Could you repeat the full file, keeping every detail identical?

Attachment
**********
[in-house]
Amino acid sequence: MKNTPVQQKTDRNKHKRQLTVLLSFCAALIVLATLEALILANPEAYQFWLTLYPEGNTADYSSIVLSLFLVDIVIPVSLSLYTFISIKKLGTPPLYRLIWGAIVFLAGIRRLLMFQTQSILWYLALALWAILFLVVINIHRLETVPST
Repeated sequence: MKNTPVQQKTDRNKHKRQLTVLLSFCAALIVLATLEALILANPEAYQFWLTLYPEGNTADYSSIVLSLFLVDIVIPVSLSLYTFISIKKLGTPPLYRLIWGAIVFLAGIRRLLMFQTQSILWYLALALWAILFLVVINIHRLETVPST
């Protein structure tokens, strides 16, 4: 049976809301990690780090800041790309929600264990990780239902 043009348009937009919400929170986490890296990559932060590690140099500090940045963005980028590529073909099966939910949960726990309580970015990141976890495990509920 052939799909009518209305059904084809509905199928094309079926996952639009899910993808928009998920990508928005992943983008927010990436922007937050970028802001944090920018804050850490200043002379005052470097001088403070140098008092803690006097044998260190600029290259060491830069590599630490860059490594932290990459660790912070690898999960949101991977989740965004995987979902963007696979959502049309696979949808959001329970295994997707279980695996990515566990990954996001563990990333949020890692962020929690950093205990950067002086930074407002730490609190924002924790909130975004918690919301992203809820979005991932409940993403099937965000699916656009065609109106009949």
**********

[in-house]
Amino acid sequence: MKNTPVQQKTDRNKHKRQLTVLLSFCAALIVLATLEALILANPEAYQFWLTLYPEGNTADYSSIVLSLFLVDIVIPVSLSLYTFISIKKLGTPPLYRLIWGAIVFLAGIRRLLMFQTQSILWYLALALWAILFLVVINIHRLETVPST
Repeated sequence: MKNTPVQQKTDRNKHKRQLTVLLSFCAALIVLATLEALILANPEAYQFWLTLYPEGNTADYSSIVLSLFLVDIVIPVSLSLYTFISIKKLGTPPLYRLIWGAIVFLAGIRRLLMFQTQSILWYLALALWAILFLVVINIHRLETVPST
């Protein structure tokens, strides 16, 4: 049976809301990690780090800041790309929600264990990780239902 043009348009937009919400929170986490890296990559932060590690140099500090940045963005980028590529073909099966939910949960726990309580970015990141976890495990509920 052939799909009518209305059904084809509905199928094309079926996952639009899910993808928009998920990508928005992943983008927010990436922007937050970028802001944090920018804050850490200043002379005052470097001088403070140098008092803690006097044998260190600029290259060491830069590599630490860059490594932290990459660790912070690898999960949101991977989740965004995987979902963007696979959502049309696979949808959001329970295994997707279980695996990515566990990954996001563990990333949020890692962020929690950093205990950067002086930074407002730490609190924002924790909130975004918690919301992203809820979005991932409940993403099937965000699916656009065609109106009949």